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The election campaign became a battle of perceptions. On one hand, the RJD, under the energetic leadership of Tejashwi Yadav and a spirited Left, raised the issue of day-to-day material issues of the poor masses—padai, dawai, sinchai aur kamai (education, healthcare, irrigation and jobs), with emphasis on jobs; on the other, NDA leaders, including Prime Minister Modi, spoke about Ram Mandir, Article 370, Jai Shri Ram, Muslim infiltrators and 15 years of ‘jungle raj’ of the Lalu-Rabri regime. The MGB issues were inclusive, directly related to the present and promising ‘real’ development. The NDA issues were partisan, related to a timescale spanning 15 to 30 years in the past, and rested on a claim of having achieved ‘development’ to counter new claim-making. How did masses perceive these issues—which were ‘real’ and which were manufactured? The role of controlled (also called ‘godi’) media, local Youtube channels, and bombardment of messages through other media was crucial in countering real issues. Unsurprisingly, observers on the ground wrote about a lack of anger against the Centre despite joblessness, mismanagement of the pandemic response, migrant crisis, flood response and rising prices of essential goods. The real issues worked with a section of the youth, but they were largely neutralised. In the European and American context, literature is abundant on this subject, known as populism. However, there is thin literature on its specific characteristics in the Indian context. The Centrist and Left parties will have to pay equal attention to the election technology, to use it in their own ways, according to their own ideologies.
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The Bihar elections point to a disturbing time ahead. The marginalisation of the JD(U) in the ruling coalition will embolden the BJP to play its Hindu nationalist agenda brazenly. The election saw three worrying trends—the rise of the BJP with its clear agenda; the rise of AIMIM, which openly aroused Islamic sentiments and mainly targeted the centre-left combine of the MGB and the efforts of the caste and religion-based coalitions of the BSP, RLSP, AIMIM and another caste-based coalition of Jan Adhikar Party (JAP) and Chandrashekhar Azad Ravan’s Bhim Army. The AIMIM tried to pit Muslims against Yadavs, thus puncturing the Muslim-Yadav combination of the RJD. The Dalit parties tried to pit Dalits against the Yadavs. These parties and their coalitions not only made a decisive dent in the votebank of the MGB in the Kosi region, they also weakened the possibility of a non-caste coalition of the marginalised masses. The rise of the AIMIM is not only music to the ears of BJP, but it is likely to polarise Hindu and Muslim communities in an increasingly communalised political environment in the densely Muslim populated districts in northeast Bihar. With the dominance of BJP in the ruling coalition, its divisive politics is likely to occupy centrestage. We will increasaingly see mobilisation around CAA, NRC and Muslim infiltration.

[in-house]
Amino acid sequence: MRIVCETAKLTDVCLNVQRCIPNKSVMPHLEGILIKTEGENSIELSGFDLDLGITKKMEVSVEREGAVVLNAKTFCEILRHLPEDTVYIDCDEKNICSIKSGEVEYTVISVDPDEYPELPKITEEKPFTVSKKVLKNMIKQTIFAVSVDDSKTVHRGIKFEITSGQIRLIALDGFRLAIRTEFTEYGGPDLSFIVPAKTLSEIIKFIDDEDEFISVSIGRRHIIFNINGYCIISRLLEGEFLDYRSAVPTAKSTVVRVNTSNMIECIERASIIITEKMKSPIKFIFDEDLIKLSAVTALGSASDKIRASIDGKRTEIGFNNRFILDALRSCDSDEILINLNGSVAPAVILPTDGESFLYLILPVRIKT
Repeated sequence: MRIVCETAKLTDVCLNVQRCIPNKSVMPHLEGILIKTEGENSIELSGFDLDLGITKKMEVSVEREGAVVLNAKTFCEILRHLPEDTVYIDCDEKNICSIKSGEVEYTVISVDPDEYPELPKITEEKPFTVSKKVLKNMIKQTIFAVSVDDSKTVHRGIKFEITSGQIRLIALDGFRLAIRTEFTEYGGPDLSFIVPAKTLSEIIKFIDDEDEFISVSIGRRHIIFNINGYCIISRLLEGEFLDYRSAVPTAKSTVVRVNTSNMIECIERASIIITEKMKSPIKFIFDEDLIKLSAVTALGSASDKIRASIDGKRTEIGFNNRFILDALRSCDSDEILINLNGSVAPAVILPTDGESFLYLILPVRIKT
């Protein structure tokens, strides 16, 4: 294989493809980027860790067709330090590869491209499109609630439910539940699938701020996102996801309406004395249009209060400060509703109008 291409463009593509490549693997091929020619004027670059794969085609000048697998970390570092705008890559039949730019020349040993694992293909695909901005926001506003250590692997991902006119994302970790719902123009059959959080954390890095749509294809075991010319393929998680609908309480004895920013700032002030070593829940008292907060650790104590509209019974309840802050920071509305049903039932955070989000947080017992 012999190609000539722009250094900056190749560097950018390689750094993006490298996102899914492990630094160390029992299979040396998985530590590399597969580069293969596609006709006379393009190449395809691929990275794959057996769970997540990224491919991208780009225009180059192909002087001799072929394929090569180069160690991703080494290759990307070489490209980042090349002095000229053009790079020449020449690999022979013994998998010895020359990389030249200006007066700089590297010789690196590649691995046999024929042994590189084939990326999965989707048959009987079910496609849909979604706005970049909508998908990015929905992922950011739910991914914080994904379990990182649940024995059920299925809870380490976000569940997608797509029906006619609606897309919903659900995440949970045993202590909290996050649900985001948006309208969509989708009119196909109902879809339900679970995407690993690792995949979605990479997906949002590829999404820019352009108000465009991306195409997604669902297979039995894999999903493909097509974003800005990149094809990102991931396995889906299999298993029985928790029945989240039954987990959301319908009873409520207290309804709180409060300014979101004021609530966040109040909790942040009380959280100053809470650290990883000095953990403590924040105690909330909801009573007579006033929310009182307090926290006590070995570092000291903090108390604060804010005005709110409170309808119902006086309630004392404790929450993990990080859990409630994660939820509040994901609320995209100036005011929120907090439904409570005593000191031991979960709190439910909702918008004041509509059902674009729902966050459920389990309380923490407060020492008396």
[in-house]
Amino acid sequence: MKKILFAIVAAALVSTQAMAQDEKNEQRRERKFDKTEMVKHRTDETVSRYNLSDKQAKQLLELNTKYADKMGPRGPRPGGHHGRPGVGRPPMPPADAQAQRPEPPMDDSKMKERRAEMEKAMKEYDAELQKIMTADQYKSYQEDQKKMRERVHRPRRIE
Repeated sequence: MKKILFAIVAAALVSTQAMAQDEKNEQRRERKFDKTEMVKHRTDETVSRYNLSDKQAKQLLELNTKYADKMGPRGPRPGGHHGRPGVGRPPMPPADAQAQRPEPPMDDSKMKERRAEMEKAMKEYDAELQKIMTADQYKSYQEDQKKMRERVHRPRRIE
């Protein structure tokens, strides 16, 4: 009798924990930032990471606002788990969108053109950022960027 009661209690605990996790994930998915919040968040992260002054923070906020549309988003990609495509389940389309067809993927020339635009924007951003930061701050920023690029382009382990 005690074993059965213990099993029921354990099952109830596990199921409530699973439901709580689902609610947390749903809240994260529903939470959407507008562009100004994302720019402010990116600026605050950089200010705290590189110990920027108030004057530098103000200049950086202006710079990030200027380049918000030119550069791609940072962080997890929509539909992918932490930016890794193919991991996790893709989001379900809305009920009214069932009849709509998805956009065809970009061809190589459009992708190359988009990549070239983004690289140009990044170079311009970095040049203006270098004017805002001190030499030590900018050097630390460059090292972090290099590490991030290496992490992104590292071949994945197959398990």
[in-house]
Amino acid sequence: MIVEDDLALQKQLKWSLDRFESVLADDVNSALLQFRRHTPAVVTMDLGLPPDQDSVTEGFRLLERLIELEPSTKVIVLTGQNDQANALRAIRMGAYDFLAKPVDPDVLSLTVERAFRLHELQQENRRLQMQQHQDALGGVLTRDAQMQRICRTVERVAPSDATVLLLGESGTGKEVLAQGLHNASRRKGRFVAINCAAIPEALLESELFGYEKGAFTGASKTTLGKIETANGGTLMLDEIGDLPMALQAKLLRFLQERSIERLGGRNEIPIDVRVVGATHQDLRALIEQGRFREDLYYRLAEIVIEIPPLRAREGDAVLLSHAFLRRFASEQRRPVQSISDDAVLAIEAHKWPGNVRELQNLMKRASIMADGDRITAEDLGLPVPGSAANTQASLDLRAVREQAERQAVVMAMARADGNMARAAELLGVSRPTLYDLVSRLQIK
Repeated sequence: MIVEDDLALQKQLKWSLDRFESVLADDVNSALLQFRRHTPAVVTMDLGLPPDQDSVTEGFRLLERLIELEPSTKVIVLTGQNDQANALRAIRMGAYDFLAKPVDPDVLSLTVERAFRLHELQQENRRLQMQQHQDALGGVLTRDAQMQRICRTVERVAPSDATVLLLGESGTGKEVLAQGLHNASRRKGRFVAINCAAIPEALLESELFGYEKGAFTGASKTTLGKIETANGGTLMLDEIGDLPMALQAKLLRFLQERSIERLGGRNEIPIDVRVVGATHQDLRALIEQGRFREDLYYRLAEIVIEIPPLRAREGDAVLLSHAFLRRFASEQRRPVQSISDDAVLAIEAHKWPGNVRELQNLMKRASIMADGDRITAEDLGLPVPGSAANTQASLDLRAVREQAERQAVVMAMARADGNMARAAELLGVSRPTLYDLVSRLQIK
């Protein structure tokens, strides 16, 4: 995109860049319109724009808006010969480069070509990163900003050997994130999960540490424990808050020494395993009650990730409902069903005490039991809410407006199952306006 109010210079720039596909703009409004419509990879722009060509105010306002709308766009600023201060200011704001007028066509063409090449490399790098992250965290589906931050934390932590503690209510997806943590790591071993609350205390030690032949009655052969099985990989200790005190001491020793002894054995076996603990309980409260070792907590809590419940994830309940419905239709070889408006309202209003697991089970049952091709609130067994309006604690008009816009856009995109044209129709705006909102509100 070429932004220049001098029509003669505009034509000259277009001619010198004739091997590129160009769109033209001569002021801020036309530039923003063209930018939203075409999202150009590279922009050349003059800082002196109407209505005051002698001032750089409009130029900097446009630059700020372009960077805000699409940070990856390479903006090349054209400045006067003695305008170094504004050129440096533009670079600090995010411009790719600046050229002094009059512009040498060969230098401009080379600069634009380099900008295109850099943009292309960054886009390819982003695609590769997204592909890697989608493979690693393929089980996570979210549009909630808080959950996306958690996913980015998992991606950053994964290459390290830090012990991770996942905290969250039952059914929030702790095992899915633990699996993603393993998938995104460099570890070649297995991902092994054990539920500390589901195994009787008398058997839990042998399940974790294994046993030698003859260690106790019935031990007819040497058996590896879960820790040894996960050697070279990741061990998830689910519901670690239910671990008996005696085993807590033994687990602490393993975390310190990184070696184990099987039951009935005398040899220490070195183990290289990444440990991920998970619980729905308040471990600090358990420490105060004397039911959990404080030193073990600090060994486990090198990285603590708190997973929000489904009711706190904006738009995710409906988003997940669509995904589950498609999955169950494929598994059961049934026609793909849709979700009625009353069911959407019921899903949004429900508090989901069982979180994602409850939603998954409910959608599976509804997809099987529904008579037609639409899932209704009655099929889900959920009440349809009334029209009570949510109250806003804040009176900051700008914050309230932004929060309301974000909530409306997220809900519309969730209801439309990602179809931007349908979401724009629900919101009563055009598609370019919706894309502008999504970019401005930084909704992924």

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The Bihar elections have seen the rise of the Hindu-Muslim and casteist forces on the one hand, and the Left forces on the other. The state will increasingly see a battle between real and manufactured issues. The thin margin of victory of the NDA shows that it will not be easy to pursue its agenda. Much will depend on whether like the Left parties other constituents of the MGB—RJD and Congress—will show readiness to go beyond an electoral alliance and become part of the struggle for peace and development in Bihar.
(Pushpendra is professor and chairperson, TISS Patna Centre. Views are personal)